Middle school band students' preferences for familiar and unfamiliar blues/swing style melodies when performed with and without improvisation after learning to play Cage full o' blues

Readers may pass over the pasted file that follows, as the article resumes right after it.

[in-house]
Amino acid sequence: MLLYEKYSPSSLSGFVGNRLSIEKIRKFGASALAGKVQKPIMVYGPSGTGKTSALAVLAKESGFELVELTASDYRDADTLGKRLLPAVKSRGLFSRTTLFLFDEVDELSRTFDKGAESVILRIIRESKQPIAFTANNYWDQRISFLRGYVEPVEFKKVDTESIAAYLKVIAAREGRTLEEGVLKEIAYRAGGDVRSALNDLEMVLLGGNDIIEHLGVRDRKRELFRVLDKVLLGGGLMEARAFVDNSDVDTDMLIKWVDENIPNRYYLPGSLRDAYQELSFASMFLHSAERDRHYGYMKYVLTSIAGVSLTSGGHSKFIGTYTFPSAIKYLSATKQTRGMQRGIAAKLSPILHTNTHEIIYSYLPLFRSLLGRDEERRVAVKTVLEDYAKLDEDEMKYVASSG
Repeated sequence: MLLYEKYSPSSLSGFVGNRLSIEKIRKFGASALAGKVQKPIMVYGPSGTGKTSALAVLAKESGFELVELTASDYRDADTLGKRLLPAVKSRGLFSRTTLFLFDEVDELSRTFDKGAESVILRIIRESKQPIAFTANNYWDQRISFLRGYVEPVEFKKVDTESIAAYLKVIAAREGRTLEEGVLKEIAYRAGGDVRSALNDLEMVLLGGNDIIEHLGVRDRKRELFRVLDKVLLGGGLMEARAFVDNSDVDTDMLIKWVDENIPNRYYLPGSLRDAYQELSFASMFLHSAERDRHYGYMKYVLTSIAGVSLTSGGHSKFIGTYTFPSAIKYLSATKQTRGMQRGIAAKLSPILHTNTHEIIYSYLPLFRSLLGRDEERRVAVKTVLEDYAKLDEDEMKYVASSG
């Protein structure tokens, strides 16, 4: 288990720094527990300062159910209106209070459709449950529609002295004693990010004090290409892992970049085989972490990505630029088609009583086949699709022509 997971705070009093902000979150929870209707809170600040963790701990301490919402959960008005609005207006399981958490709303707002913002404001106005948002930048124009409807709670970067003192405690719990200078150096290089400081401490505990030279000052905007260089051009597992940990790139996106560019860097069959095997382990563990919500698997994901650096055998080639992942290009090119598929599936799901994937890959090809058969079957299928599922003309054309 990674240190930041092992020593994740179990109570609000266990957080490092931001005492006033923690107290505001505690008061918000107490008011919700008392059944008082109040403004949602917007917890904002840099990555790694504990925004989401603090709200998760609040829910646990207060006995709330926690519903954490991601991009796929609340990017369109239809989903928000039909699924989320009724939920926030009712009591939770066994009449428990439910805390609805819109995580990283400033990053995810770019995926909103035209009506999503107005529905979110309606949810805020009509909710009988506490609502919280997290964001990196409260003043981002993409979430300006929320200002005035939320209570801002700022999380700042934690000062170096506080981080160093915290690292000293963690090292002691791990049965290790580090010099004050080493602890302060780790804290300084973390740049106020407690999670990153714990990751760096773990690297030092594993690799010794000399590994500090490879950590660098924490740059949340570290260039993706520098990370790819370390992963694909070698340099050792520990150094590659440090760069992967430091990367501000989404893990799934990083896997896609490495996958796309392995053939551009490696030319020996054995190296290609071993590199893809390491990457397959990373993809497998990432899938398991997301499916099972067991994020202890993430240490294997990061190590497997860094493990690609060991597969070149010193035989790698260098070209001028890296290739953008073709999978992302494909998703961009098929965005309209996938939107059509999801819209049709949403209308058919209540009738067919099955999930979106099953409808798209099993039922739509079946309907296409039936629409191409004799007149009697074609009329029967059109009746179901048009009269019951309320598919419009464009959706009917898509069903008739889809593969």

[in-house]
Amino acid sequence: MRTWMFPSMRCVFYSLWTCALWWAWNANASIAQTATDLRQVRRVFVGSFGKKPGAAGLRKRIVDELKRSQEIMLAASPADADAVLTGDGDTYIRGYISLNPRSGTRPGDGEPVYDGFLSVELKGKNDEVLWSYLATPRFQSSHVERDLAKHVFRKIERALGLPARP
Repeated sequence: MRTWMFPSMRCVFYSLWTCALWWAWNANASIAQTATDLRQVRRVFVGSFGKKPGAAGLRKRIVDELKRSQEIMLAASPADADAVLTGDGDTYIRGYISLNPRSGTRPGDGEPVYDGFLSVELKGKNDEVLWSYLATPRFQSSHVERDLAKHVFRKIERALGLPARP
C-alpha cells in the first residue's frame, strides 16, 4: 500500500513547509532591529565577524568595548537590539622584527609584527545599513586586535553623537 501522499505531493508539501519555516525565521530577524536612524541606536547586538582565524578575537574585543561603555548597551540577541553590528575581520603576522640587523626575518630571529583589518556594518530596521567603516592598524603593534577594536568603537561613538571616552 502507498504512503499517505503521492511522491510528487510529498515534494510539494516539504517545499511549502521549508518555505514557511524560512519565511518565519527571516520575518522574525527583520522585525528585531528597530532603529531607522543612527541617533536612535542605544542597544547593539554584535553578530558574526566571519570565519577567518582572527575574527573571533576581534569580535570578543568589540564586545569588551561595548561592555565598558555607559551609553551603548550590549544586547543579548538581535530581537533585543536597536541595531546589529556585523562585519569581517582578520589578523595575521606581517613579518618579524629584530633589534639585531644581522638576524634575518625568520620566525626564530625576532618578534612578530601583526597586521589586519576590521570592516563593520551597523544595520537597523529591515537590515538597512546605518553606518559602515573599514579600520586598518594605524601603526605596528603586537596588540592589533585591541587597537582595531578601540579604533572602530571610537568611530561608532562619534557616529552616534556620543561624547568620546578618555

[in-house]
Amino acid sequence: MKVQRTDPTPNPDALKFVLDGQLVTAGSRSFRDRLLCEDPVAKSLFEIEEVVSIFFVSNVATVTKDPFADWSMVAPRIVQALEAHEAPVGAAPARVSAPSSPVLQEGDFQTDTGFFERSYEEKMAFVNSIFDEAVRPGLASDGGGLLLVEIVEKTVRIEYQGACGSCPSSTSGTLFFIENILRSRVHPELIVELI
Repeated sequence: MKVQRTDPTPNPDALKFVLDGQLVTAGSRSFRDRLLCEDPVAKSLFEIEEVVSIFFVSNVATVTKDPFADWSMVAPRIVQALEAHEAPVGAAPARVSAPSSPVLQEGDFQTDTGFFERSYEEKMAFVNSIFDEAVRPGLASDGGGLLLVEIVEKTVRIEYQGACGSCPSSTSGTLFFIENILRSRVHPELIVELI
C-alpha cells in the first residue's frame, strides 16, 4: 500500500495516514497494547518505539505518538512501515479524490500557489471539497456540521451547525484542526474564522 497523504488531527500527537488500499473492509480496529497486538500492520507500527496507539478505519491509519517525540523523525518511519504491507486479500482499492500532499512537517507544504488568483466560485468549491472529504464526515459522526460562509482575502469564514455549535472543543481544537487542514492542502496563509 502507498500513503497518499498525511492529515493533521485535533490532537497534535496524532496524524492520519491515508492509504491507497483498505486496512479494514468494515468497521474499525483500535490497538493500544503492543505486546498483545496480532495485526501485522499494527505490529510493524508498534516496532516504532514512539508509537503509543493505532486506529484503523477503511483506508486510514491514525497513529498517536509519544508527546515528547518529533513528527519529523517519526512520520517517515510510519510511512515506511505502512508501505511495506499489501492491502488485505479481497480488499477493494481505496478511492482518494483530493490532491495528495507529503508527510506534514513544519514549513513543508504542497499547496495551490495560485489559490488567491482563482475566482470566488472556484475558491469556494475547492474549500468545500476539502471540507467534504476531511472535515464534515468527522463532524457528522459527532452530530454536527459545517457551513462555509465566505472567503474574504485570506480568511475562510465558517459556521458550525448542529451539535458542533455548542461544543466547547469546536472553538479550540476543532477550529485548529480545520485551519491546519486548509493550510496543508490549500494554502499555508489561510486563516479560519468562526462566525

The purpose of this study was to examine whether middle school band students (N = 30) who learned to thoroughly perform a simple swing/blues-style melody would indicate a preference for familiar and unfamiliar melodies performed with and without improvisation. Twelve participants learned to play Cage Full O' Blues in 12 keys without accompaniment over a 24-day treatment period. Twenty-four scripted lessons based on teacher-led imitation were used to gradually guide the students toward mastery. A second group of 18 students functioned as a comparison group. After the treatment group completed the lessons, participants listened to computer generated swing/blues-style performances of Twinkle, Twinkle, Little Star; Cage Full O' Blues (CFOB); and Mack the Knife with a simple jazz combo accompaniment and simultaneously manipulated a Continuous Response Digital Interface to indicate degree of preference and overall familiarity. Results revealed that students in both groups indicated a preference for listening to familiar melodies when presented without improvisation. The group that learned to play CFOB recognized the non-improvised performance of CFOB and indicated significantly higher preferences than the comparison group. Both groups recognized and preferred listening to Twinkle, Twinkle, Little Star without improvisation. Neither group preferred or recognized the unfamiliar Mack the Knife melody. Generally, improvised versions of any of the three melodies used in the study were not preferred or recognized by either group regardless of treatment.